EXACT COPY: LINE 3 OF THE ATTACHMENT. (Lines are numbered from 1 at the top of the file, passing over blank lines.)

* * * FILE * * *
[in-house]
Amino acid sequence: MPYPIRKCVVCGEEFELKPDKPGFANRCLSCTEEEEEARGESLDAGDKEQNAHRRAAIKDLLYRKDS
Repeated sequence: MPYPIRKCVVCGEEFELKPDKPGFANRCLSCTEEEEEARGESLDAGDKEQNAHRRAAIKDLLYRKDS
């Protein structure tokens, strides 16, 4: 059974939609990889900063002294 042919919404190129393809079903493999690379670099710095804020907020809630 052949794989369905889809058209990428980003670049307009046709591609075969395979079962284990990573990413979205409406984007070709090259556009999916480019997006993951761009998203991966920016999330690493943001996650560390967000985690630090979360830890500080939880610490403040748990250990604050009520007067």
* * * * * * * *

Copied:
Repeated sequence: MPYPIRKCVVCGEEFELKPDKPGFANRCLSCTEEEEEARGESLDAGDKEQNAHRRAAIKDLLYRKDS